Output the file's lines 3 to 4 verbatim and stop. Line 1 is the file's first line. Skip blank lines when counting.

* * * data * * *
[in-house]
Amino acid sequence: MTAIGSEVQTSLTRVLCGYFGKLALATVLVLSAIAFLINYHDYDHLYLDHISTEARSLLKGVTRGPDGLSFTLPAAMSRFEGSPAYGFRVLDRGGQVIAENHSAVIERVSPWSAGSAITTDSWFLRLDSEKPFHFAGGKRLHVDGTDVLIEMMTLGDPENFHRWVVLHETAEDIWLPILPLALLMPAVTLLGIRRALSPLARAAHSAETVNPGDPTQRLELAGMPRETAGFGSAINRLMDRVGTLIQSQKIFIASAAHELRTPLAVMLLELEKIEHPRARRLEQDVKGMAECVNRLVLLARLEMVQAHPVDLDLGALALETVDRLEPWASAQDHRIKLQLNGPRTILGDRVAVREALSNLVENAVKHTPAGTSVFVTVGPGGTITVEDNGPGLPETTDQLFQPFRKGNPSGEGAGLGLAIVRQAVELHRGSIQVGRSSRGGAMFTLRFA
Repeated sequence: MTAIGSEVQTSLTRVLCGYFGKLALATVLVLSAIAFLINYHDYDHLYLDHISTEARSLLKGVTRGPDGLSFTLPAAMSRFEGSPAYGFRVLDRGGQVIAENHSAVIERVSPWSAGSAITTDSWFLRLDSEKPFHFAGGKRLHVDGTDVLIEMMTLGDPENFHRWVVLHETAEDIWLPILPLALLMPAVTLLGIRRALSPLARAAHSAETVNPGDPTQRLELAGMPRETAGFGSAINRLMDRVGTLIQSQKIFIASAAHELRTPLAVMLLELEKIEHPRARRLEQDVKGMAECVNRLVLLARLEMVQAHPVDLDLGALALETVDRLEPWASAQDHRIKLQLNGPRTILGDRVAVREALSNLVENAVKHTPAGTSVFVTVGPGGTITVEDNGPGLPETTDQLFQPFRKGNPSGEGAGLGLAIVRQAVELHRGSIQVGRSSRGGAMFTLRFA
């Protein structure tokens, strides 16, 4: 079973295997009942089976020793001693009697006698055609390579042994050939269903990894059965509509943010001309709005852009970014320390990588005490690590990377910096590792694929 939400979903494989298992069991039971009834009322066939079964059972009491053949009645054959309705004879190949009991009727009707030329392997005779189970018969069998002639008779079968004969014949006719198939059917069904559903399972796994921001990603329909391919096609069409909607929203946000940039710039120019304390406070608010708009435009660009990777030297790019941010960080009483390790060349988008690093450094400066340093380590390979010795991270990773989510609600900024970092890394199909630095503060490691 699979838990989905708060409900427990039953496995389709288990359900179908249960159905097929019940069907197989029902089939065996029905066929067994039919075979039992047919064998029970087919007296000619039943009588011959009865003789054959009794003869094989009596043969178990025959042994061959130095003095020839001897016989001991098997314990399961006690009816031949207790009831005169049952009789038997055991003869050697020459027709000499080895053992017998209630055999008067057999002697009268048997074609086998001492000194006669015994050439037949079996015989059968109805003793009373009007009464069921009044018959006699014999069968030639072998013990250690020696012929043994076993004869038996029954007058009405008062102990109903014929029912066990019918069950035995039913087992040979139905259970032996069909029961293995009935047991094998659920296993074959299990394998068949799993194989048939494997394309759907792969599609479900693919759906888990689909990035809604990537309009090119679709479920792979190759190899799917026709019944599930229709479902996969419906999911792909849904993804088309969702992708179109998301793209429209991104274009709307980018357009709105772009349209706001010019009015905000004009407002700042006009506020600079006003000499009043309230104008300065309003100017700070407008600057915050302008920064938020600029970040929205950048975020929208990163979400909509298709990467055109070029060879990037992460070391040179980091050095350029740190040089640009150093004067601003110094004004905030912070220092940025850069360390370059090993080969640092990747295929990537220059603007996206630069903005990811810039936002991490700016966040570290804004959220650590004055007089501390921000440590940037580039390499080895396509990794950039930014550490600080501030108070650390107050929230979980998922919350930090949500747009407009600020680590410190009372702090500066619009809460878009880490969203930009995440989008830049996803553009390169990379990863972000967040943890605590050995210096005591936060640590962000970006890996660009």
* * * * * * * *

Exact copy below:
Repeated sequence: MTAIGSEVQTSLTRVLCGYFGKLALATVLVLSAIAFLINYHDYDHLYLDHISTEARSLLKGVTRGPDGLSFTLPAAMSRFEGSPAYGFRVLDRGGQVIAENHSAVIERVSPWSAGSAITTDSWFLRLDSEKPFHFAGGKRLHVDGTDVLIEMMTLGDPENFHRWVVLHETAEDIWLPILPLALLMPAVTLLGIRRALSPLARAAHSAETVNPGDPTQRLELAGMPRETAGFGSAINRLMDRVGTLIQSQKIFIASAAHELRTPLAVMLLELEKIEHPRARRLEQDVKGMAECVNRLVLLARLEMVQAHPVDLDLGALALETVDRLEPWASAQDHRIKLQLNGPRTILGDRVAVREALSNLVENAVKHTPAGTSVFVTVGPGGTITVEDNGPGLPETTDQLFQPFRKGNPSGEGAGLGLAIVRQAVELHRGSIQVGRSSRGGAMFTLRFA
């Protein structure tokens, strides 16, 4: 079973295997009942089976020793001693009697006698055609390579042994050939269903990894059965509509943010001309709005852009970014320390990588005490690590990377910096590792694929 939400979903494989298992069991039971009834009322066939079964059972009491053949009645054959309705004879190949009991009727009707030329392997005779189970018969069998002639008779079968004969014949006719198939059917069904559903399972796994921001990603329909391919096609069409909607929203946000940039710039120019304390406070608010708009435009660009990777030297790019941010960080009483390790060349988008690093450094400066340093380590390979010795991270990773989510609600900024970092890394199909630095503060490691 699979838990989905708060409900427990039953496995389709288990359900179908249960159905097929019940069907197989029902089939065996029905066929067994039919075979039992047919064998029970087919007296000619039943009588011959009865003789054959009794003869094989009596043969178990025959042994061959130095003095020839001897016989001991098997314990399961006690009816031949207790009831005169049952009789038997055991003869050697020459027709000499080895053992017998209630055999008067057999002697009268048997074609086998001492000194006669015994050439037949079996015989059968109805003793009373009007009464069921009044018959006699014999069968030639072998013990250690020696012929043994076993004869038996029954007058009405008062102990109903014929029912066990019918069950035995039913087992040979139905259970032996069909029961293995009935047991094998659920296993074959299990394998068949799993194989048939494997394309759907792969599609479900693919759906888990689909990035809604990537309009090119679709479920792979190759190899799917026709019944599930229709479902996969419906999911792909849904993804088309969702992708179109998301793209429209991104274009709307980018357009709105772009349209706001010019009015905000004009407002700042006009506020600079006003000499009043309230104008300065309003100017700070407008600057915050302008920064938020600029970040929205950048975020929208990163979400909509298709990467055109070029060879990037992460070391040179980091050095350029740190040089640009150093004067601003110094004004905030912070220092940025850069360390370059090993080969640092990747295929990537220059603007996206630069903005990811810039936002991490700016966040570290804004959220650590004055007089501390921000440590940037580039390499080895396509990794950039930014550490600080501030108070650390107050929230979980998922919350930090949500747009407009600020680590410190009372702090500066619009809460878009880490969203930009995440989008830049996803553009390169990379990863972000967040943890605590050995210096005591936060640590962000970006890996660009």